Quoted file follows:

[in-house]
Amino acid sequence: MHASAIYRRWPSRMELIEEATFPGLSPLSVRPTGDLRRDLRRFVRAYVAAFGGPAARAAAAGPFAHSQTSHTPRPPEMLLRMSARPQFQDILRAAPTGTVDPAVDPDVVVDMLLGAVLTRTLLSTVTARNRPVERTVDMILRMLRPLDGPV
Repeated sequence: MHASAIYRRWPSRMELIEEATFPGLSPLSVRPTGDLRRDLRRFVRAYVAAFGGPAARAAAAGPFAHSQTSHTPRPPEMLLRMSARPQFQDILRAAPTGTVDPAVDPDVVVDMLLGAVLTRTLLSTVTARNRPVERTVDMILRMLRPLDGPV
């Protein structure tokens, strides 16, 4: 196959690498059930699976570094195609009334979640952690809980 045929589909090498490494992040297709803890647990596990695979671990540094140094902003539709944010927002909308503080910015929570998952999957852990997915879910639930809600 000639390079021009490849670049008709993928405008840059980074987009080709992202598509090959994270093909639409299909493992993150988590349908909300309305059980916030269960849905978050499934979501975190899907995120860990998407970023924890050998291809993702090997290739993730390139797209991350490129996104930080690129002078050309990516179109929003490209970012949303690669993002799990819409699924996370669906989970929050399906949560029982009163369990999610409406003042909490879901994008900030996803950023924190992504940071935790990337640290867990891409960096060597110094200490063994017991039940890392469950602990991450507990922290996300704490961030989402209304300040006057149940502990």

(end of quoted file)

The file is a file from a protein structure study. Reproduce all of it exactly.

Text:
[in-house]
Amino acid sequence: MHASAIYRRWPSRMELIEEATFPGLSPLSVRPTGDLRRDLRRFVRAYVAAFGGPAARAAAAGPFAHSQTSHTPRPPEMLLRMSARPQFQDILRAAPTGTVDPAVDPDVVVDMLLGAVLTRTLLSTVTARNRPVERTVDMILRMLRPLDGPV
Repeated sequence: MHASAIYRRWPSRMELIEEATFPGLSPLSVRPTGDLRRDLRRFVRAYVAAFGGPAARAAAAGPFAHSQTSHTPRPPEMLLRMSARPQFQDILRAAPTGTVDPAVDPDVVVDMLLGAVLTRTLLSTVTARNRPVERTVDMILRMLRPLDGPV
């Protein structure tokens, strides 16, 4: 196959690498059930699976570094195609009334979640952690809980 045929589909090498490494992040297709803890647990596990695979671990540094140094902003539709944010927002909308503080910015929570998952999957852990997915879910639930809600 000639390079021009490849670049008709993928405008840059980074987009080709992202598509090959994270093909639409299909493992993150988590349908909300309305059980916030269960849905978050499934979501975190899907995120860990998407970023924890050998291809993702090997290739993730390139797209991350490129996104930080690129002078050309990516179109929003490209970012949303690669993002799990819409699924996370669906989970929050399906949560029982009163369990999610409406003042909490879901994008900030996803950023924190992504940071935790990337640290867990891409960096060597110094200490063994017991039940890392469950602990991450507990922290996300704490961030989402209304300040006057149940502990």